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Unemployment rate holds steady at 5.5 percent
U.S. employers added 126,000 jobs in March 2015, ending 12 straight months of job gains above 200,000, according to the Bureau of Labor Statistics (BLS). The month’s disappointing numbers are the smallest gain since December 2013.
“While employment increased and continues to trend up in certain sectors, the number of added jobs was lower than expected making this report fairly disappointing overall,” said Jennifer Schramm, SHRM-SCP, manager of workforce trends at the Society for Human Resource Management.
The March numbers are below 150,000, which is widely considered the number of new jobs needed per month to keep up with population growth, Schramm explained. “This is the first time in a while that we’ve seen the jobs numbers dip below this threshold.”
Another discouraging sign was the major downward revisions in job growth estimates for January and February 2015, she said. “Until this month’s report the BLS had said that there was an average of 269,000 new jobs per month in the previous 12 months. But when you factor in these downward revisions, the average for the last three months has been 197,000.”
Employment continued to trend up in professional and business services (+40,000), health care (+22,000), especially ambulatory health care services and hospitals, and retail (+26,000).
Employment in mining declined by 11,000 in March and the industry has lost 30,000 jobs in the first three months of the year, after adding 41,000 jobs in all of 2014. The employment declines are related to the diminishing need for support for oil and gas extraction, due to falling crude prices.
Employment in other major industries, including construction, manufacturing, wholesale trade, transportation and warehousing, information, financial activities, food services and government, showed little change.
Average hourly earnings rose by 7 cents to $24.86. Average hourly earnings have risen by 2.1 percent over the last 12 months. Recent announcements of pay increases for hourly workers at Wal-Mart and McDonald’s could spur traction in wage growth as the year unfolds.
“Now the question is what these numbers mean and if this loss of hiring momentum will continue,” said Schramm. “The focus has recently been on whether higher employment levels could eventually drive up wages. So a slowdown will certainly impact this. Deceleration in job growth will also have the Federal Reserve considering whether to hold off on raising interest rates.”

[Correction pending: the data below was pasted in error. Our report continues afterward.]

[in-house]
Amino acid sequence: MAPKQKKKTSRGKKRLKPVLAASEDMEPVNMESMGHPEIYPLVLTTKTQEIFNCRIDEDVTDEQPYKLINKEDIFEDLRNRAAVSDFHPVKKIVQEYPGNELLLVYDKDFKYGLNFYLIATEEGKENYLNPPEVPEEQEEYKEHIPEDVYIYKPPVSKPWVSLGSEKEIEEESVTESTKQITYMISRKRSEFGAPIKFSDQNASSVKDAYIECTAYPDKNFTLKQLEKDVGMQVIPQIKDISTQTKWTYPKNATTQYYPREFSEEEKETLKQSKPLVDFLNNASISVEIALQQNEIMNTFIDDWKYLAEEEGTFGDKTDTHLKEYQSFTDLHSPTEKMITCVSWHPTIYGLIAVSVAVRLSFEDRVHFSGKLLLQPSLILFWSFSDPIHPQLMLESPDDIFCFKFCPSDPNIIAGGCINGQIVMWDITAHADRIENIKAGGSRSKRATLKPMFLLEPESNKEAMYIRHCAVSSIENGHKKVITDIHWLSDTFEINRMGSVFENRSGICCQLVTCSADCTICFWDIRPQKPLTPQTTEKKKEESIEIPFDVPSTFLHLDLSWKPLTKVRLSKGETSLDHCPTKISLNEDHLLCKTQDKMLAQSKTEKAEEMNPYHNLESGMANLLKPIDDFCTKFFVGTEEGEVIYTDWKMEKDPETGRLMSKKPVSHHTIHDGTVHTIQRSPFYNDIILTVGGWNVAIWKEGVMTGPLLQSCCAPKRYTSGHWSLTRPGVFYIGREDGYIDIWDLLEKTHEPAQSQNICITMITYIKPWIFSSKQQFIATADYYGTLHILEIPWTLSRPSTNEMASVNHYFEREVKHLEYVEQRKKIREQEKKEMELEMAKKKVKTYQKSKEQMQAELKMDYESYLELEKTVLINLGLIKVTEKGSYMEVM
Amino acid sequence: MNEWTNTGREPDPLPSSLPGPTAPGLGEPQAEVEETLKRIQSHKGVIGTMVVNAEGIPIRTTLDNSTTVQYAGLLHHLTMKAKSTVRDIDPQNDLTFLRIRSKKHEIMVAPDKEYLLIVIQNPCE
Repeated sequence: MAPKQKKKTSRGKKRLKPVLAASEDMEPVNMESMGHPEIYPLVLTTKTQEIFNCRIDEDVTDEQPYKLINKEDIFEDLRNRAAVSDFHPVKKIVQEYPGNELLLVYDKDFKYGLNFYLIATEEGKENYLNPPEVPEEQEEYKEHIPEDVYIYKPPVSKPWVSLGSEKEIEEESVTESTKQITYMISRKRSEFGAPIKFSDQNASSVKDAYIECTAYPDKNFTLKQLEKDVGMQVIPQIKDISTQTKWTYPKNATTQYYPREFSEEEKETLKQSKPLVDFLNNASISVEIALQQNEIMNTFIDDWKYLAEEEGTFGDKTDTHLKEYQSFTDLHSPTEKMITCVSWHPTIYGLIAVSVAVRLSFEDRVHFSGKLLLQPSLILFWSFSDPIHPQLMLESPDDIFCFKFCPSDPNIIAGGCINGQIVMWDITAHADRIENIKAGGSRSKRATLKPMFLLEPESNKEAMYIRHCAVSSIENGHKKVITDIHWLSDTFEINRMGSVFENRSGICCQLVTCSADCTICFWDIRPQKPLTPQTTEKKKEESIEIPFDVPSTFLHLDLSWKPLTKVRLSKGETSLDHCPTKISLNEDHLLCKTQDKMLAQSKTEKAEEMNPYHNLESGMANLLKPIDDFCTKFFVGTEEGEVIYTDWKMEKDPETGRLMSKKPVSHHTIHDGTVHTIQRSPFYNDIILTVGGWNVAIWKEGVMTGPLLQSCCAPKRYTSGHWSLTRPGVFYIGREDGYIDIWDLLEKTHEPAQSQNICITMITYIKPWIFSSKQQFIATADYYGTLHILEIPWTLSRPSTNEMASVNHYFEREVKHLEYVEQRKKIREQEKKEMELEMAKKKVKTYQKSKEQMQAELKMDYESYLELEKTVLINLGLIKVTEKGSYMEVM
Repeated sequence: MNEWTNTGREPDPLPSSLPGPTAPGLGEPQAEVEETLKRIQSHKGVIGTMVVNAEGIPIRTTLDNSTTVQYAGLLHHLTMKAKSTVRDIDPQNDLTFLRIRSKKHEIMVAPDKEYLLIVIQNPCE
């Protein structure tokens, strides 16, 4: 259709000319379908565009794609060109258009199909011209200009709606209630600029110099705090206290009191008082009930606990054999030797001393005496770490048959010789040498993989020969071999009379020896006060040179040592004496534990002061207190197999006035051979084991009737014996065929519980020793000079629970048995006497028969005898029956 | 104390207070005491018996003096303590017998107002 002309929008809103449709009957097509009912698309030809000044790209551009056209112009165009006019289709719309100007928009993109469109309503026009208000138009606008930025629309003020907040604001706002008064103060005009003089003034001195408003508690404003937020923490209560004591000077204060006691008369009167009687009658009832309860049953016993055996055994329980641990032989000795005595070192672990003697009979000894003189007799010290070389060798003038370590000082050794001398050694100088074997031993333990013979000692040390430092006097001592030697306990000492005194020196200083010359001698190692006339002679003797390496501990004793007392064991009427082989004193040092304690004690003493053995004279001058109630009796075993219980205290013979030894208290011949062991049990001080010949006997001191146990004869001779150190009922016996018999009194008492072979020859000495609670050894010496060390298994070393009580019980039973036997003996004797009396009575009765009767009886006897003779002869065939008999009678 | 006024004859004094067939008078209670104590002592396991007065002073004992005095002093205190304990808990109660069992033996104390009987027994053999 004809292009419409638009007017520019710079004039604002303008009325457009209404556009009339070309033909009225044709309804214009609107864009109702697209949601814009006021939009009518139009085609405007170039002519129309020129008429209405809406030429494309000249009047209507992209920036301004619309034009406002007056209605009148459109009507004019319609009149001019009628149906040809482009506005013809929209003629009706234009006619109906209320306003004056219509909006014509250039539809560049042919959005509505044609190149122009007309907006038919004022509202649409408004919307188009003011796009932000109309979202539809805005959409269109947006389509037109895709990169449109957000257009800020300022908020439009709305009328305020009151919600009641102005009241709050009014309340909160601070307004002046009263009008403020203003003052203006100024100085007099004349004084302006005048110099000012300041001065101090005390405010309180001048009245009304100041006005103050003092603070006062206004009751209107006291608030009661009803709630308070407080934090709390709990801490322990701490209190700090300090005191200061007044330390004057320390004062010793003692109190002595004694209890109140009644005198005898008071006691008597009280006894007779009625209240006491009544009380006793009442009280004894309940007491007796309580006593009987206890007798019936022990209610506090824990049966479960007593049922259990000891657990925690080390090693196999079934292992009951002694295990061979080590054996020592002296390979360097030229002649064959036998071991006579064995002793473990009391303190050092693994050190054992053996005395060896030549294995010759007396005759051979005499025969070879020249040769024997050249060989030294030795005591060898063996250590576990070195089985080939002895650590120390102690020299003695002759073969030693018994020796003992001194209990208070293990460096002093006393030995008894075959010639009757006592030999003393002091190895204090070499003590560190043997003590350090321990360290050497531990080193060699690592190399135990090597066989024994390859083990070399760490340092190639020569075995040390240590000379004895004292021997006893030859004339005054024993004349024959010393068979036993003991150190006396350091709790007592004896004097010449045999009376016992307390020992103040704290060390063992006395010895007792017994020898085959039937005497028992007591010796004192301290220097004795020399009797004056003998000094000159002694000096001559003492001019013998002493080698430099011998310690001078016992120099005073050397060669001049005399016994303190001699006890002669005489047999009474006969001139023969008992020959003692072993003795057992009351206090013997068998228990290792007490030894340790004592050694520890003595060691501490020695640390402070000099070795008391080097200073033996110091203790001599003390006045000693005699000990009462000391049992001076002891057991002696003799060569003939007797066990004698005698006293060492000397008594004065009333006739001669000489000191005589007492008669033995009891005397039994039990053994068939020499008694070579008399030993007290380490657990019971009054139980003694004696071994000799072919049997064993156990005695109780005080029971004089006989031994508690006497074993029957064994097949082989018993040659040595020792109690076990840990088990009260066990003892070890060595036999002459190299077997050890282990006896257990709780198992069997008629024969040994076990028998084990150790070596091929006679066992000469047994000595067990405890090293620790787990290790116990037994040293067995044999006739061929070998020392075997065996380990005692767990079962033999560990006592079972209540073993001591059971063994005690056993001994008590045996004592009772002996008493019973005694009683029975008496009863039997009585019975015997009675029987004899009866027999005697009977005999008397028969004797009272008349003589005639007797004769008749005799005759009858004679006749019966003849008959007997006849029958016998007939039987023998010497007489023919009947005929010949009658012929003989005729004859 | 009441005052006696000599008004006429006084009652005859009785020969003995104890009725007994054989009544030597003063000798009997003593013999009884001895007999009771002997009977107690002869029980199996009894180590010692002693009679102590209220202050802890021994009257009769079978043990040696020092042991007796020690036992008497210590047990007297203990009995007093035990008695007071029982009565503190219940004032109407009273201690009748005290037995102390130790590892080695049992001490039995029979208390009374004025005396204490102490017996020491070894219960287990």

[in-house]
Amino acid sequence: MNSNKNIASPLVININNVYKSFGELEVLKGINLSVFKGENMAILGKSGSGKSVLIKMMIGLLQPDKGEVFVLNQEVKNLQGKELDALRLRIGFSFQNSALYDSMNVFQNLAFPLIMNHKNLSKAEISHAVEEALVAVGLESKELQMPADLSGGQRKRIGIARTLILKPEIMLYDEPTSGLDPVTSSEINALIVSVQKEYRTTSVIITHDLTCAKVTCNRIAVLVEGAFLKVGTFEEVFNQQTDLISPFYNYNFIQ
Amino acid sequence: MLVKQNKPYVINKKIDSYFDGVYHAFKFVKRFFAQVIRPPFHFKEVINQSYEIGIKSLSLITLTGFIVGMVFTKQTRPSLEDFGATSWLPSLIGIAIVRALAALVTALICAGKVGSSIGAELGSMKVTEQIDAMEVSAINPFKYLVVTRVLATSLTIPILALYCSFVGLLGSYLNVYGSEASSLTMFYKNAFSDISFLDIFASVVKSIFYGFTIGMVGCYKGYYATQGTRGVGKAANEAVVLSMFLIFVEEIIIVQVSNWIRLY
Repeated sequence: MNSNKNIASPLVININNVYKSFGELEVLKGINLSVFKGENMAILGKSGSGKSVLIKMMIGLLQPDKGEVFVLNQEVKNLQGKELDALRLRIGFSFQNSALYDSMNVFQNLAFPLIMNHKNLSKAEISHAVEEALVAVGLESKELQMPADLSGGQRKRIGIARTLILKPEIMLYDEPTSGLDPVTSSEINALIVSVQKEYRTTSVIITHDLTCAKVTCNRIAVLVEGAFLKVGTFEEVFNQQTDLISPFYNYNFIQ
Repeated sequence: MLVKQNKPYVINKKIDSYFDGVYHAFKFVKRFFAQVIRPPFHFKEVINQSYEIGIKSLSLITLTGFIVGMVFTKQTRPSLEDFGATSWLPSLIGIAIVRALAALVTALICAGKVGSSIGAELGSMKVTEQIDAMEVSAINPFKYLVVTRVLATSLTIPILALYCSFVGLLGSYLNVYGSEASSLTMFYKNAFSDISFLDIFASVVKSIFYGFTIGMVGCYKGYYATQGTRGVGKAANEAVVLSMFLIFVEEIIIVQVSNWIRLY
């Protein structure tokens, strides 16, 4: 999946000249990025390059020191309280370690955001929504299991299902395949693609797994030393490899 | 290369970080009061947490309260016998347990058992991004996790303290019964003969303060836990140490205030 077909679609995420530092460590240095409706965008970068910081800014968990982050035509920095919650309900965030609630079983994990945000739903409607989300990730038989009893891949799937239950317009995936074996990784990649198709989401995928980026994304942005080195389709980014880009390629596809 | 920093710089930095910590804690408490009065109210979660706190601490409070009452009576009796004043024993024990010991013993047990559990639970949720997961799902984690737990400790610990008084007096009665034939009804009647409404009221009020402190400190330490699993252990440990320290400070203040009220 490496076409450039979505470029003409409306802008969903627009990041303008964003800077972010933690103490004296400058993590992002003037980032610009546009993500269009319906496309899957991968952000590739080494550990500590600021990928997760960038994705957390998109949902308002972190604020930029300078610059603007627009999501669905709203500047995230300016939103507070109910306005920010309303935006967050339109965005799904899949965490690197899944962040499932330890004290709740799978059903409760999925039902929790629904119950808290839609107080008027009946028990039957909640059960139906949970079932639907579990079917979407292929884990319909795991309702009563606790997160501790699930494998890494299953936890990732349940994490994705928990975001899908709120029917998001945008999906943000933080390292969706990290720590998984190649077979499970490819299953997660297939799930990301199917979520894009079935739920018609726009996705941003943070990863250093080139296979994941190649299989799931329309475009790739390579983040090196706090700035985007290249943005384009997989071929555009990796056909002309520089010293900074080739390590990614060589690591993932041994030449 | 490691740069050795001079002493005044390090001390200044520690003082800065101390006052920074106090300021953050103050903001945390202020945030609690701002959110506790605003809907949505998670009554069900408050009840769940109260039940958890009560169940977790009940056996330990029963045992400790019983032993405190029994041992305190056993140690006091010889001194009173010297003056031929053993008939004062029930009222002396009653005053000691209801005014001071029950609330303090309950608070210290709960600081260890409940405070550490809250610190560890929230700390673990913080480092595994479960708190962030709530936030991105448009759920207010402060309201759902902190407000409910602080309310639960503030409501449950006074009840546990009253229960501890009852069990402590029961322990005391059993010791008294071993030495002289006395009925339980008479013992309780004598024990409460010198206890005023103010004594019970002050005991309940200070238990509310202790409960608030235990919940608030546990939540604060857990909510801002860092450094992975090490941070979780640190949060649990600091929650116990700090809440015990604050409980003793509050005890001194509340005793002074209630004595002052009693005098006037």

The unemployment rate remained at 5.5 percent, the lowest rate since May 2008.
Currently 8.6 million people are defined as unemployed, a slight improvement from February 2015 (8.7 million) and 1.8 million less than reported in March 2014.
The unemployment rate for various demographic groups—adult men (5.1 percent), adult women (4.9 percent), whites (4.7 percent), blacks (10.1 percent), Asians (3.2 percent), Hispanics (6.8 percent) and teenagers (17.5 percent), showed little or no change.
The number of long-term unemployed (those jobless for 27 weeks or more) fell slightly to 2.6 million. The long-term unemployed account for 29.8 percent of the unemployed. Over the past 12 months, the number of long-term unemployed is down by 1.1 million.
The labor force participation rate changed ticked down to 62.7 percent from 62.8 percent and has remained within a narrow range of 62.7 to 62.9 percent since April 2014. The figure is near the lowest level since the late 1970s.
Individuals categorized as involuntary part-time workers—those seeking full-time employment, but working part time—rose from 6.6 million to 6.7 million. Additionally, 2.1 million people were considered marginally attached to the labor force—unemployed, wanting and available for work, and had looked for a job sometime in the prior 12 months. Among this group, 738,000 individuals were considered discouraged—not currently looking for work because they believe no jobs are available for them.
The remaining 1.3 million people marginally attached to the labor force in March had not searched for work in the past month for reasons such as school attendance or family responsibilities, according to BLS.
Roy Maurer is an online editor/manager for SHRM.
Follow him @SHRMRoy
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